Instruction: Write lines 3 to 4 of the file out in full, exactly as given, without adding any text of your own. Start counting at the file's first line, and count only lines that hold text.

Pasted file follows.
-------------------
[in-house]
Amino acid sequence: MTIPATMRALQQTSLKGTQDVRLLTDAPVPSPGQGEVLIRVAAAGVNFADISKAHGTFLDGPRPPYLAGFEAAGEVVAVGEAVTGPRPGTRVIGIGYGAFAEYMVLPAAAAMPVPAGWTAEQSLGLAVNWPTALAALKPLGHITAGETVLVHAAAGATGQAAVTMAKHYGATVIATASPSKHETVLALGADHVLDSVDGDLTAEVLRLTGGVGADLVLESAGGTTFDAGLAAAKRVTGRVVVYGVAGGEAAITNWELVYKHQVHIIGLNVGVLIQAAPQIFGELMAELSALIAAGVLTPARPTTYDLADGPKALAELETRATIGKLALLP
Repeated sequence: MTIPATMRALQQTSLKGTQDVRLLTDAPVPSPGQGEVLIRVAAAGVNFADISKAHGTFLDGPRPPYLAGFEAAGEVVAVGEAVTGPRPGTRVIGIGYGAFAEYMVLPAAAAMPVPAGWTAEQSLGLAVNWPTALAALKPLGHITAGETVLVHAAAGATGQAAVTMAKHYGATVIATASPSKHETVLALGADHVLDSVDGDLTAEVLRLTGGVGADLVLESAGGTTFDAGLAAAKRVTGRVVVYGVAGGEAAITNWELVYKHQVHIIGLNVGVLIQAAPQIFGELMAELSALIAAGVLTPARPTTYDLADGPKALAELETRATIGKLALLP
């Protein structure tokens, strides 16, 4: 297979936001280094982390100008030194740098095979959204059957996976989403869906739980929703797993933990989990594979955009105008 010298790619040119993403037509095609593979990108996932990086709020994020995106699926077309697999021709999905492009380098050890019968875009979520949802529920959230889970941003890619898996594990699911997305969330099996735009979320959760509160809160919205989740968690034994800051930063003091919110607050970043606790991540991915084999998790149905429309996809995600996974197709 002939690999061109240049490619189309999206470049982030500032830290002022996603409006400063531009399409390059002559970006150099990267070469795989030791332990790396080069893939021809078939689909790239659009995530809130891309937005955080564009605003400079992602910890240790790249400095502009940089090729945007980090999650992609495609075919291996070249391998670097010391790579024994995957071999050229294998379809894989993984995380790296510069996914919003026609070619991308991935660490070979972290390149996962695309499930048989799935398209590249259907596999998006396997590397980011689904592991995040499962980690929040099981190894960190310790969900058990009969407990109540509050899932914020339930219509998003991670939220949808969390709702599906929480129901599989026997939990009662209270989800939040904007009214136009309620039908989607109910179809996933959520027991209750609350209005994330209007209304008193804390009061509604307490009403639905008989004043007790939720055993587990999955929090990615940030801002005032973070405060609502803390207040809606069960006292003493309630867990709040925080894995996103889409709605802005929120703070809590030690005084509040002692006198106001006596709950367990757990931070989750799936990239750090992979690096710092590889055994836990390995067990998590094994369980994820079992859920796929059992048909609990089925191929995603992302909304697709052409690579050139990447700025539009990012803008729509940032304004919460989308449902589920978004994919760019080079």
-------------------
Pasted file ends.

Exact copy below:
Repeated sequence: MTIPATMRALQQTSLKGTQDVRLLTDAPVPSPGQGEVLIRVAAAGVNFADISKAHGTFLDGPRPPYLAGFEAAGEVVAVGEAVTGPRPGTRVIGIGYGAFAEYMVLPAAAAMPVPAGWTAEQSLGLAVNWPTALAALKPLGHITAGETVLVHAAAGATGQAAVTMAKHYGATVIATASPSKHETVLALGADHVLDSVDGDLTAEVLRLTGGVGADLVLESAGGTTFDAGLAAAKRVTGRVVVYGVAGGEAAITNWELVYKHQVHIIGLNVGVLIQAAPQIFGELMAELSALIAAGVLTPARPTTYDLADGPKALAELETRATIGKLALLP
């Protein structure tokens, strides 16, 4: 297979936001280094982390100008030194740098095979959204059957996976989403869906739980929703797993933990989990594979955009105008 010298790619040119993403037509095609593979990108996932990086709020994020995106699926077309697999021709999905492009380098050890019968875009979520949802529920959230889970941003890619898996594990699911997305969330099996735009979320959760509160809160919205989740968690034994800051930063003091919110607050970043606790991540991915084999998790149905429309996809995600996974197709 002939690999061109240049490619189309999206470049982030500032830290002022996603409006400063531009399409390059002559970006150099990267070469795989030791332990790396080069893939021809078939689909790239659009995530809130891309937005955080564009605003400079992602910890240790790249400095502009940089090729945007980090999650992609495609075919291996070249391998670097010391790579024994995957071999050229294998379809894989993984995380790296510069996914919003026609070619991308991935660490070979972290390149996962695309499930048989799935398209590249259907596999998006396997590397980011689904592991995040499962980690929040099981190894960190310790969900058990009969407990109540509050899932914020339930219509998003991670939220949808969390709702599906929480129901599989026997939990009662209270989800939040904007009214136009309620039908989607109910179809996933959520027991209750609350209005994330209007209304008193804390009061509604307490009403639905008989004043007790939720055993587990999955929090990615940030801002005032973070405060609502803390207040809606069960006292003493309630867990709040925080894995996103889409709605802005929120703070809590030690005084509040002692006198106001006596709950367990757990931070989750799936990239750090992979690096710092590889055994836990390995067990998590094994369980994820079992859920796929059992048909609990089925191929995603992302909304697709052409690579050139990447700025539009990012803008729509940032304004919460989308449902589920978004994919760019080079």